History of the Cayman Islands

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The Cayman Islands are a Caribbean British overseas territory that have been under various governments since their discovery by Europeans. Christopher Columbus sighted the Cayman Islands on May 10, 1503 and named them Las Tortugas after the numerous sea turtles seen swimming in the surrounding waters. Columbus had found the two small islands (Cayman Brac and Little Cayman) and it was these two islands that he named "Las Tortugas".

The 1523 "Turin map" of the islands was the first to refer to them as Los Lagartos, meaning alligators or large lizards,[1] By 1530 they were known as the Caymanes after the Carib word caimán for the marine crocodile, either the American or the Cuban crocodile, Crocodylus acutus or C. rhombifer, which also lived there. Recent sub-fossil findings suggest that C. rhombifer, a freshwater species, were prevalent until the 20th century.

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Settlement

The first recorded English visitor was Sir Francis Drake in 1586, who reported that the caymanas were edible, but it was the turtles which attracted ships in search of fresh meat for their crews. Overfishing nearly extinguished the turtles from the local waters.

The first recorded permanent inhabitant of the Cayman Islands, Isaac Bodden, was born on Grand Cayman around 1700. He was the grandson of the original settler named Bodden who was likely one of Oliver Cromwell's soldiers at the taking of Jamaica in 1655.

A variety of people settled on the islands: pirates, refugees from the Spanish Inquisition, shipwrecked sailors, and slaves. The majority of Caymanians are of African and English descent, with considerable interracial mixing.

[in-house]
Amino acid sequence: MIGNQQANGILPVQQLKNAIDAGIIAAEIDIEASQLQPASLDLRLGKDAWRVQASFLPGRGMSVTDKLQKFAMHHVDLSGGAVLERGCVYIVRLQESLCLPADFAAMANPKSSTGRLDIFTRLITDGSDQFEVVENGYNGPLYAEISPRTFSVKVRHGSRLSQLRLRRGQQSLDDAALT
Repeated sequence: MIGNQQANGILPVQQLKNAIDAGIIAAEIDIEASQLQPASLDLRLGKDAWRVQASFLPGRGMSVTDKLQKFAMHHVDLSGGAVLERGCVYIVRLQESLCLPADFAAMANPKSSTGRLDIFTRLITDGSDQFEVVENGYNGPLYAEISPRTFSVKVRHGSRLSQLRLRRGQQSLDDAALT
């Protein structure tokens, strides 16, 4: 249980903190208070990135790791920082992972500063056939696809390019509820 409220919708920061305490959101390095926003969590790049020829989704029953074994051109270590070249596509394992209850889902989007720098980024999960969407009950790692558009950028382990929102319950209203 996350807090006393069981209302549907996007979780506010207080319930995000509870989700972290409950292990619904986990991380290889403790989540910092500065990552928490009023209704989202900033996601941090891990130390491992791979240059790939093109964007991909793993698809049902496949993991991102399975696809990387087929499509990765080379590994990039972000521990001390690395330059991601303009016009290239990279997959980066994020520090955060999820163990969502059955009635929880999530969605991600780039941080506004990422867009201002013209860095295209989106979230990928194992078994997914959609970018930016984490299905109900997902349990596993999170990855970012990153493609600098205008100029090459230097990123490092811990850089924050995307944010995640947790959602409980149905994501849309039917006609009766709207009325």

British Control

England took formal control of the Caymans, along with Jamaica, under the Treaty of Madrid in 1670 after the first settlers came from Jamaica in 1661-71 to Little Cayman and Cayman Brac. These first settlements were abandoned after attacks by Spanish privateers, but English privateers often used the Cayman Islands as a base and in the 18th century they became an increasingly popular hideout for pirates, even after the end of legitimate privateering in 1713. Following several unsuccessful attempts, permanent settlement of the islands began in the 1730s. The Cayman Islands historically have been popular as a tax haven. In November 1794, ten vessels, which were part of a convoy escorted by HMS Convert, were wrecked on the reef in Gun Bay, on the East end of Grand Cayman, but with the help of local settlers, there was no loss of life. The incident is now remembered as The Wreck of the Ten Sail[why?]. Legend has it that there was a member of the British Royal Family onboard and that in gratitude for their bravery, King George III decreed that Caymanians should never be conscripted for war service and Parliament legislated that they should never be taxed. However, no real evidence has been found for this.

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